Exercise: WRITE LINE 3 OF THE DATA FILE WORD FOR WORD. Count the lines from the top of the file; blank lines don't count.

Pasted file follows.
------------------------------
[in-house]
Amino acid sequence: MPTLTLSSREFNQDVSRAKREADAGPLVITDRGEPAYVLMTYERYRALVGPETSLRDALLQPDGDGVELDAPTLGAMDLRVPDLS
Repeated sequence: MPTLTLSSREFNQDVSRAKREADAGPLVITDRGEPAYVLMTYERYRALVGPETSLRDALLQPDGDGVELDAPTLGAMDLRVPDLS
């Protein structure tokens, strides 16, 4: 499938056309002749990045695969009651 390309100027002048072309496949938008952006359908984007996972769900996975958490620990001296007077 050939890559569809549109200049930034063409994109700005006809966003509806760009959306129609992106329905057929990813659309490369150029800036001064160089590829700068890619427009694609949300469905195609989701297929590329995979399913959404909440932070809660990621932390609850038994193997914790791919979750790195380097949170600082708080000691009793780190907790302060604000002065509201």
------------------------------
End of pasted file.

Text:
Repeated sequence: MPTLTLSSREFNQDVSRAKREADAGPLVITDRGEPAYVLMTYERYRALVGPETSLRDALLQPDGDGVELDAPTLGAMDLRVPDLS